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Chickenpox Lollipops Rehash Debate Over Vaccines

Posted on the 11 November 2011 by Periscope @periscopepost

Chickenpox lollipops rehash debate over vaccines

Lollipops, now available in pox-flavoured. Photo credit: Swamibu, http://www.flickr.com/photos/swamibu/1881207586/

Reports that parents in the US are buying their children chickenpox-infected lollipops – at as much as $50 a pop, in one case – in effort to avoid having to get their children the new pox vaccine are now freaking people out on both sides of the Atlantic.

Last week, reports from local television news stations in Phoenix, Az. and Nashville, Tenn. that parents were turning to Facebook to find lollipops, among other items, from children who have the illness prompted a Tennessee district attorney to warn parents that trafficking in poxy pops isn’t just gross and unsafe, it’s illegal, too. Jerry Martin, U.S. attorney for the Middle District of Tennessee, toldThe Associated Press that it’s a federal crime to ship viruses or diseases across state lines, though he would not confirm or deny whether his office was currently investigating anyone suspected of the crime. The news agency also spoke with Dr. Isaac Thomsen, a specialist in pediatric infectious diseases at Vanderbilt Children’s Hospital, who noted that the poxy lollies or other poxed-up items probably wouldn’t contain enough of the virus to cause the chickenpox – but added that it could transmit other, perhaps more deadly, viruses, including hepatitis B.

Martin, the voice of sweet reason here, asked, “Can you imagine getting a package in the mail from this complete stranger that you know from Facebook because you joined a group, and say here, drink this purported spit from some other kid?”

The answer for most people is, of course, no, and media reports may be somewhat inflated. But while chickenpox-infected lollipops might not exactly be sweeping the nation, reports are about them are, recalling the pox-party trend of the last decade; moreover, they’re also rehashing the perpetual debate over whether parents should vaccinate their children.

Chickenpox lollipops rehash debate over vaccines

Chickenpox is caused by the Varicella zoster virus and is a less-strong cousin to smallpox. Photo credit: Jacob Johan, http://www.flickr.com/photos/vdm/128326453/

Bad reaction? One woman who ran a Facebook page called “Find a Pox Party Near You” told the BBC that she started the page after her son had a severe reaction to his vaccinations, developing chronic encephalitis, seizures and a 105.7-degree temperature. “He was never the same after those vaccinations,” she said, adding that her child’s doctor told her not to get any of her other children vaccinated. She shut down the page after media reports prompted significant backlash, but said she will continue to facilitate the parties offline and away from the “media glare”.

To vaccinate or not – Chuck Norris says no. In the UK, the BBC reported, furor over the supposed link between the measles, mumps and rubella vaccine and autism died down after the work of the man who proposed it, Dr. Andrew Wakefield, was discredited and he was struck off the medical register. “It is a different story in the US, however, where a celebrity-driven campaign against vaccines has kept the issue in the public eye,” the news agency continued, adding that bearded action star Chuck Norris recently jumped into the fray with an article claiming that there is in fact a link – and a cover-up, too.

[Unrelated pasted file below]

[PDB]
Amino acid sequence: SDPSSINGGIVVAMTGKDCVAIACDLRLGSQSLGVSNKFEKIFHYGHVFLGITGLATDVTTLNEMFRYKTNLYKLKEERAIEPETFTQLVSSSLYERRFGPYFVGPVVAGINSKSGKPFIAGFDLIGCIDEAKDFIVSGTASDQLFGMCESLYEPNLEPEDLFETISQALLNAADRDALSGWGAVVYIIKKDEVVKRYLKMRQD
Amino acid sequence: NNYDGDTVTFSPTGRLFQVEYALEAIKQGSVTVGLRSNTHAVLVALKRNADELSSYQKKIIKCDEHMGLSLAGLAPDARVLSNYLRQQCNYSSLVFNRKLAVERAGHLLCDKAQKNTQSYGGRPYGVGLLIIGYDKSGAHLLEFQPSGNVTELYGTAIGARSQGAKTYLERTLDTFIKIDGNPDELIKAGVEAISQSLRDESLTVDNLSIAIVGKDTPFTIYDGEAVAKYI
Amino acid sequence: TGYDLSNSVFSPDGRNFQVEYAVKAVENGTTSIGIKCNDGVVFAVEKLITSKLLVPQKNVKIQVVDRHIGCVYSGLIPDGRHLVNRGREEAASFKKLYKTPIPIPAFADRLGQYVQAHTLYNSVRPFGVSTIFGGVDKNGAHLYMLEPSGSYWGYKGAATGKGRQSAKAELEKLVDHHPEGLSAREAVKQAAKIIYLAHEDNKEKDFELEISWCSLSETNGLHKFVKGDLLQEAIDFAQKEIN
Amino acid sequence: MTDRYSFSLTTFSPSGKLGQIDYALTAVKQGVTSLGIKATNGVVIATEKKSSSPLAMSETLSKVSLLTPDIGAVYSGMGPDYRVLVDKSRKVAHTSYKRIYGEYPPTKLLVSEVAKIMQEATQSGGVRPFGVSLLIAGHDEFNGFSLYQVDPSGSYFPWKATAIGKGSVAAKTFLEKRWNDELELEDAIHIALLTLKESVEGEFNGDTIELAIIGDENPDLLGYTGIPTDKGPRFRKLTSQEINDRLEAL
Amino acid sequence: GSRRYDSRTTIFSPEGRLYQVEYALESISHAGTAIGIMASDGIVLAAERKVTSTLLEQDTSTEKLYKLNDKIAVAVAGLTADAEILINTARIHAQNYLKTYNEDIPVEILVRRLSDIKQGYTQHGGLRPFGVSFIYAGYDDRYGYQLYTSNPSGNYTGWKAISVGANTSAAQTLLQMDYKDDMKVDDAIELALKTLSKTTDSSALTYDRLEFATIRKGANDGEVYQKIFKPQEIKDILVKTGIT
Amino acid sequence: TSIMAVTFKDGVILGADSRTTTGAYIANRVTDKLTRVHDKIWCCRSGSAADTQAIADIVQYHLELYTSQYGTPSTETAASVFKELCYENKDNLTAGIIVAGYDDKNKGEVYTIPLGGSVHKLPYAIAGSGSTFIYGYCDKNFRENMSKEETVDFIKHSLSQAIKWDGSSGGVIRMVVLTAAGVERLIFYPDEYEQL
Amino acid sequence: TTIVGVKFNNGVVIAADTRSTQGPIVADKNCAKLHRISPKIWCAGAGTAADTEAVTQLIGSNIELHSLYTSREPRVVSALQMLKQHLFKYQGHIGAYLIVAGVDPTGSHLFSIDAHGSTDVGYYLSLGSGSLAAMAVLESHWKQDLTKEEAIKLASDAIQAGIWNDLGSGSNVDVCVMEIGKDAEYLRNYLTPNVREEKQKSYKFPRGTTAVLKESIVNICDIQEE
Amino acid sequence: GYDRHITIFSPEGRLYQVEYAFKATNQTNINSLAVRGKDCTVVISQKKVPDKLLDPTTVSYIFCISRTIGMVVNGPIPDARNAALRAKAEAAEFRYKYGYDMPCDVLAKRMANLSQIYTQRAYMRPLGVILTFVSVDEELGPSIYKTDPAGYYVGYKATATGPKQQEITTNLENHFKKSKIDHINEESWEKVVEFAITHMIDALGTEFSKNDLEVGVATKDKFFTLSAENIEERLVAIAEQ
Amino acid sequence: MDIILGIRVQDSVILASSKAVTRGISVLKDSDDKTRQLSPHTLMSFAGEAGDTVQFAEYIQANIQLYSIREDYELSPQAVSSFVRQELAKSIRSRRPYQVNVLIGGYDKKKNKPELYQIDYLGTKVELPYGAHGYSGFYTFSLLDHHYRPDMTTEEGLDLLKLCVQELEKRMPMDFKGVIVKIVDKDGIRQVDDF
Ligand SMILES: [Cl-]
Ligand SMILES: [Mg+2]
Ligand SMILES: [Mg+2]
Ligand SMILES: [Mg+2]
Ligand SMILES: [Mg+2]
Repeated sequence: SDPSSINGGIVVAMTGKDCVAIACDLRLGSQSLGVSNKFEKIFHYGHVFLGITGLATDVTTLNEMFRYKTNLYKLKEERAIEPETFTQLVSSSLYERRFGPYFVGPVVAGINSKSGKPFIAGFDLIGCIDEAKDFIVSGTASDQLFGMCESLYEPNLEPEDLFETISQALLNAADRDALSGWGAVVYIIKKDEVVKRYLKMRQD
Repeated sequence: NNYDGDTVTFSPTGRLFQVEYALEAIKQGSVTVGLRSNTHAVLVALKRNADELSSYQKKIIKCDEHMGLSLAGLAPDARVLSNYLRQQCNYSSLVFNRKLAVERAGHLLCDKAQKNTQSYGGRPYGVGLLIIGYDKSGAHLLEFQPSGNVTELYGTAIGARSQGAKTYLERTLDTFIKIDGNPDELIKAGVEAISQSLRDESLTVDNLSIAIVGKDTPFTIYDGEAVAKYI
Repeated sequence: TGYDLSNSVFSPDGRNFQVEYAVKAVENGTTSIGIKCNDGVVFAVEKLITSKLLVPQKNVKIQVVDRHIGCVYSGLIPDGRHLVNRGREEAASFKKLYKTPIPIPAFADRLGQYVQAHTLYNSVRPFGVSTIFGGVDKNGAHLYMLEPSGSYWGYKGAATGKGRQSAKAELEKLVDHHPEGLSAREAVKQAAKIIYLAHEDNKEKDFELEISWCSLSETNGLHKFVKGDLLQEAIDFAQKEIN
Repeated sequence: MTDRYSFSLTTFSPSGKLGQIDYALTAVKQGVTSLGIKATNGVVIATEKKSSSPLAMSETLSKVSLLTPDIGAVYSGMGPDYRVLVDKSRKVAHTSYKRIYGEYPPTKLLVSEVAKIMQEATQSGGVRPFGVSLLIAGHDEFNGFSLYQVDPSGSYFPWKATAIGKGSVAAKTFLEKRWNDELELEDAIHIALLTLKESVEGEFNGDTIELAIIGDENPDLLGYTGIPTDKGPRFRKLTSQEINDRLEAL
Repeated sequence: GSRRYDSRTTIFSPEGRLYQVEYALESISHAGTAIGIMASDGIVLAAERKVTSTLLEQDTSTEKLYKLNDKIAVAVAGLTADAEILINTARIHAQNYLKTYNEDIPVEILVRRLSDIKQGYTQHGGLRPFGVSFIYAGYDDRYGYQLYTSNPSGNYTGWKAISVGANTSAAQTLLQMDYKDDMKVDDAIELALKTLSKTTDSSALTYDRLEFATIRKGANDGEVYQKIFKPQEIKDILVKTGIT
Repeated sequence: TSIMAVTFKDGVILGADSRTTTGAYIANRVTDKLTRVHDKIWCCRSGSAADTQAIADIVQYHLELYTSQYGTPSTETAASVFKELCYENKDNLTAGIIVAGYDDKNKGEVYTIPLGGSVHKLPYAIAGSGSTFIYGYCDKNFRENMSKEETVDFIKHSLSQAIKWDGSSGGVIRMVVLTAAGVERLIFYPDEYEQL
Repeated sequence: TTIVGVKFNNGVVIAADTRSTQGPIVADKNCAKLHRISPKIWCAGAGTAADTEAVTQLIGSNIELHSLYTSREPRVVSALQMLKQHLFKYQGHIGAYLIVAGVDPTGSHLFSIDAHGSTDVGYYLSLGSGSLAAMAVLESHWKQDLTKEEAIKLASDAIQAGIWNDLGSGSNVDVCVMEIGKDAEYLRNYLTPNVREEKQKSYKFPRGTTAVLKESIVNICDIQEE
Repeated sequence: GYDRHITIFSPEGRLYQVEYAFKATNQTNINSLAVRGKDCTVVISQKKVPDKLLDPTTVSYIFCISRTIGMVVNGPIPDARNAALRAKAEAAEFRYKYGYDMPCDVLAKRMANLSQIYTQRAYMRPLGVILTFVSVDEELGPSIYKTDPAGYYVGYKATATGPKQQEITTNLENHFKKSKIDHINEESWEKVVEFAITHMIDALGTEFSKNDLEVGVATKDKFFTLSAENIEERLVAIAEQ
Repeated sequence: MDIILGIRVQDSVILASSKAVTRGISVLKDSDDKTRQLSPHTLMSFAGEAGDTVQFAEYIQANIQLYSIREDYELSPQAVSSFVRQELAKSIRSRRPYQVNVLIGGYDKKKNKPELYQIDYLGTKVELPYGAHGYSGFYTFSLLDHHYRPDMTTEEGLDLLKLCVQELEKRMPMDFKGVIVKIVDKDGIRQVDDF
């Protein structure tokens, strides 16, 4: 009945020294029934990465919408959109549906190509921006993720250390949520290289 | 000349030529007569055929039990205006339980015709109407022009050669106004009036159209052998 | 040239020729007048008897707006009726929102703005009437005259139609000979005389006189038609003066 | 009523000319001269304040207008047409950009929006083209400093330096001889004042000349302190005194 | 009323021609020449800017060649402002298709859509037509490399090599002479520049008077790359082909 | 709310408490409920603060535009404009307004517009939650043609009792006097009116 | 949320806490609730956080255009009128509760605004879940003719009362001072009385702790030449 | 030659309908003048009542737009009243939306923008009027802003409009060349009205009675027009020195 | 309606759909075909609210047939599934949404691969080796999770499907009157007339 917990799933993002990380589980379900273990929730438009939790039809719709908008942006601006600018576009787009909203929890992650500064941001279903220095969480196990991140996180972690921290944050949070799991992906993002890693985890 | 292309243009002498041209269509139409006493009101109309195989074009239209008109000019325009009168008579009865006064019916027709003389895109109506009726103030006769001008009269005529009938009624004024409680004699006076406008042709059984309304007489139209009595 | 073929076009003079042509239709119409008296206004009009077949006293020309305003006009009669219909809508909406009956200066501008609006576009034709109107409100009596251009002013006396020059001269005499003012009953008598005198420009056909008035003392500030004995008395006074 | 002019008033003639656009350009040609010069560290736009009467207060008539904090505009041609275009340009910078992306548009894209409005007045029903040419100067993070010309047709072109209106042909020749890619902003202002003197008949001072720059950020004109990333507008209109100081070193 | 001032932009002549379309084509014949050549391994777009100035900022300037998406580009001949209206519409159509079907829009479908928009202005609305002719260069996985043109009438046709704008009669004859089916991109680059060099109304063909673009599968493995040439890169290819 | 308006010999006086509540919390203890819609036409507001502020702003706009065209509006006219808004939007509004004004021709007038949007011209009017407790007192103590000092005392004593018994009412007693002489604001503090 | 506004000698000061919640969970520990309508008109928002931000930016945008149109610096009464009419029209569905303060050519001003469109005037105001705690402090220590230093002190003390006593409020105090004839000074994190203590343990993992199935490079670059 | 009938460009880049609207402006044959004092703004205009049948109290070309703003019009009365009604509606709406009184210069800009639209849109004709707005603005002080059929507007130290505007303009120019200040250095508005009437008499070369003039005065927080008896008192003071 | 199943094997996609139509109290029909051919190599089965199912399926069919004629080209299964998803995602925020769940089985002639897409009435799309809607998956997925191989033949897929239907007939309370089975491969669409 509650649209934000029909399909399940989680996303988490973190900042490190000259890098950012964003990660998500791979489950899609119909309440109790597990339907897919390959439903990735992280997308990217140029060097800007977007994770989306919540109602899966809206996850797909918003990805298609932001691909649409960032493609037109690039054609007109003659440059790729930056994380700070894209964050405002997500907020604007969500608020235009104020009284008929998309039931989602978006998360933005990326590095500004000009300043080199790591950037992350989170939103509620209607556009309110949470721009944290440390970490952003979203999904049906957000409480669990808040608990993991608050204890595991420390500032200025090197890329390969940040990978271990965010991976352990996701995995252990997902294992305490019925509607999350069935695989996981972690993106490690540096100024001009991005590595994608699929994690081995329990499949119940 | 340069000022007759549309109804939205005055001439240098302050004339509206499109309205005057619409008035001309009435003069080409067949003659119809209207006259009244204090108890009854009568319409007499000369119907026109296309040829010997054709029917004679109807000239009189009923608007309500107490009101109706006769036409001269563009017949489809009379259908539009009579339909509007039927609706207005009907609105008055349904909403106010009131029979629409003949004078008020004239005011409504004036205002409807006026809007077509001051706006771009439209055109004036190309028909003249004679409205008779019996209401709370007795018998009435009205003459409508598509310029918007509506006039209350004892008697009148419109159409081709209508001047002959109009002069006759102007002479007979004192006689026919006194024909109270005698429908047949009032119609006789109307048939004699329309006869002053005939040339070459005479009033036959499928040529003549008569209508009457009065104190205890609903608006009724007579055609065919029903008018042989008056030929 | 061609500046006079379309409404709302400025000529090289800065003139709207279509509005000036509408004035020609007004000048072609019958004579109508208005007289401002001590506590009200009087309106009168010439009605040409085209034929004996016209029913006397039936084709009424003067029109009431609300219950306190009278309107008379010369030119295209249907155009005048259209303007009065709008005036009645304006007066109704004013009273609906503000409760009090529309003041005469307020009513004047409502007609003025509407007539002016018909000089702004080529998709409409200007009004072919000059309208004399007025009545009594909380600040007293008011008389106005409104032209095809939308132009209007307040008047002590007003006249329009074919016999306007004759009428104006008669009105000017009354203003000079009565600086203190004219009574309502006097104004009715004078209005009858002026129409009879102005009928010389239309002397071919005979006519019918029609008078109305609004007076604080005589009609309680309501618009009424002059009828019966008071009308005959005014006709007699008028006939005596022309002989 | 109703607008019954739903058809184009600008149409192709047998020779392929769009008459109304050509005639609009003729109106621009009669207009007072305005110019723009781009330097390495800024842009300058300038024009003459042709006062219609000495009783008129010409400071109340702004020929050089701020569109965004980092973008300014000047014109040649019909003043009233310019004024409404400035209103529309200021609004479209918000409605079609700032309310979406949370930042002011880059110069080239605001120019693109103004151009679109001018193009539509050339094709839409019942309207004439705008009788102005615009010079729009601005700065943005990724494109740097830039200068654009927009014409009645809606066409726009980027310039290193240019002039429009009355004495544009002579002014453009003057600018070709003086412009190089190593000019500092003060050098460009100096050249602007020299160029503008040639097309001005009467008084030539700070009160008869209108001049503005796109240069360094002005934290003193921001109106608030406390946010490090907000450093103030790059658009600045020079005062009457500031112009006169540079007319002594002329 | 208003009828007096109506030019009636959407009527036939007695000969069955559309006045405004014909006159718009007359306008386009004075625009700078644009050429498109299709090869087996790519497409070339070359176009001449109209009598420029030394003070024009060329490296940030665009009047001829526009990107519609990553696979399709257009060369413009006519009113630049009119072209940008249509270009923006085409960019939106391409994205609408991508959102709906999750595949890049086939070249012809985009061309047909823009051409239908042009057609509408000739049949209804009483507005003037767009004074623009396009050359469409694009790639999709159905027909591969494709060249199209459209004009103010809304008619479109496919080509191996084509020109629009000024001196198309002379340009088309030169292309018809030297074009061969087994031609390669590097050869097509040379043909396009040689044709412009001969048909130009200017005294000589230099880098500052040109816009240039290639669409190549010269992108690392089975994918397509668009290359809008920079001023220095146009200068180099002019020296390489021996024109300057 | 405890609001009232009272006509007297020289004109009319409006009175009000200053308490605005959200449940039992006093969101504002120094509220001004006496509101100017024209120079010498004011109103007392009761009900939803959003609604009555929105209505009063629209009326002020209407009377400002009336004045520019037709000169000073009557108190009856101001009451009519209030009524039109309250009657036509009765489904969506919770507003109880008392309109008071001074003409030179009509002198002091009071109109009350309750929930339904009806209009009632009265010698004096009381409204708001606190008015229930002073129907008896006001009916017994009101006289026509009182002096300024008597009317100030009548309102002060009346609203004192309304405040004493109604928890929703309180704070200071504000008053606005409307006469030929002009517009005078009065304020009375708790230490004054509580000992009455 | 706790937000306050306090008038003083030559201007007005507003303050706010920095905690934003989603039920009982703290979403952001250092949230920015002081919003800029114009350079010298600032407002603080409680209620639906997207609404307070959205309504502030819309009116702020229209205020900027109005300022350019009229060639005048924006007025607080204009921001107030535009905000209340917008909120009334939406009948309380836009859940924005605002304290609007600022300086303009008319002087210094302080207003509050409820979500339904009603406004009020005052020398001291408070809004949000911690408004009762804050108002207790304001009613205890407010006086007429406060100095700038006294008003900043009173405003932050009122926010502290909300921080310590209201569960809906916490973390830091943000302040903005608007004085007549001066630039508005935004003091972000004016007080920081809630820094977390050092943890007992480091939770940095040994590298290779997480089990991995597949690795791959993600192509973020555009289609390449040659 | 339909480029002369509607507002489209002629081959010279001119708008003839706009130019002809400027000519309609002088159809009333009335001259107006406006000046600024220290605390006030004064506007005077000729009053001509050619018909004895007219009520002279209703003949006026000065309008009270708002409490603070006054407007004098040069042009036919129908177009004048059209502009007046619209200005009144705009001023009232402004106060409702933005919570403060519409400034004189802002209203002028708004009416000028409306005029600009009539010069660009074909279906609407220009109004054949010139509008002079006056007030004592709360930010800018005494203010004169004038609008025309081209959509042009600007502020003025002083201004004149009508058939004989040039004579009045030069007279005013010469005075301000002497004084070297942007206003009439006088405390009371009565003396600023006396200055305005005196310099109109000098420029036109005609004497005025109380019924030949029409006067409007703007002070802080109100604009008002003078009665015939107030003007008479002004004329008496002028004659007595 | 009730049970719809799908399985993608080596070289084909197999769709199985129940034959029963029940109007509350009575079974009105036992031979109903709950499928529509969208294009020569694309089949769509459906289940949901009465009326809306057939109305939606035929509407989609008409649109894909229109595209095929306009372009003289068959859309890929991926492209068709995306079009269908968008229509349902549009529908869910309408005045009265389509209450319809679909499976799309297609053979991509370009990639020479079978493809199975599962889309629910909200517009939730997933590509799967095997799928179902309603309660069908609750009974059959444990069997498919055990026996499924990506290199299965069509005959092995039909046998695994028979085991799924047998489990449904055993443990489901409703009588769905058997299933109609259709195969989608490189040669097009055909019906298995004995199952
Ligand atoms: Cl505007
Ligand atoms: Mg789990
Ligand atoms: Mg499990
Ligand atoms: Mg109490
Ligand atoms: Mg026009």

The Great Pox Party. The New York Post’s Page Six Magazine, ever on top of a trend, went “Inside New York Chicken Pox Parties” in 2009, painting images of spotty, pox-infected children sharing lollipops and hugs with their not-sick friends in an effort to infect them. The reason, the magazine claimed, was that the recent debate over the disproved link between vaccines and autism had made parents fearful of getting their children the varicella vaccine and had them turning to more natural methods. Pediatricians, unsurprisingly, were unimpressed by this display of parental ingenuity: “Chicken pox parties are a terrible mistake,” Dr. Anne Gershon, professor of pediatrics at Columbia University and president of the Infectious Disease Society of America, told the magazine. “Imagine how you would feel if you took your kid to one and they came down with encephalitis or group A strep. Most of the time chicken pox is a mild disease, but you can die from the complications.”

‘Me-me-me’ mindset. Julia Llewellyn Smith, writing at The Daily Mail, was both sufficiently grossed out and convinced that parents were actually “snapping up” the lollipox to put fingers to keyboard and tap out her admonishments. “I wouldn’t dream of taking my children to a chickenpox party, nor a swine flu shindig, which were all the rage last year among the daft parents who, despite decent educations, consider vaccinations a sinister plot by big business to harm our immune systems and make us buy more drugs, rather than an attempt to save lives,” she wrote. “To me, ‘pox parties’ and ‘Lollipox’ are just another symptom of the ‘Me-Me-Me’ mindset that affects so many mothers. You see them on buses hogging the wheelchair spaces with buggies the size of spaceships, and in restaurants where their children rampage. And now, it seems, in doctor’s surgeries, thrilled that their child has chickenpox, and to hell if they’re breathing germs over the other patients.”


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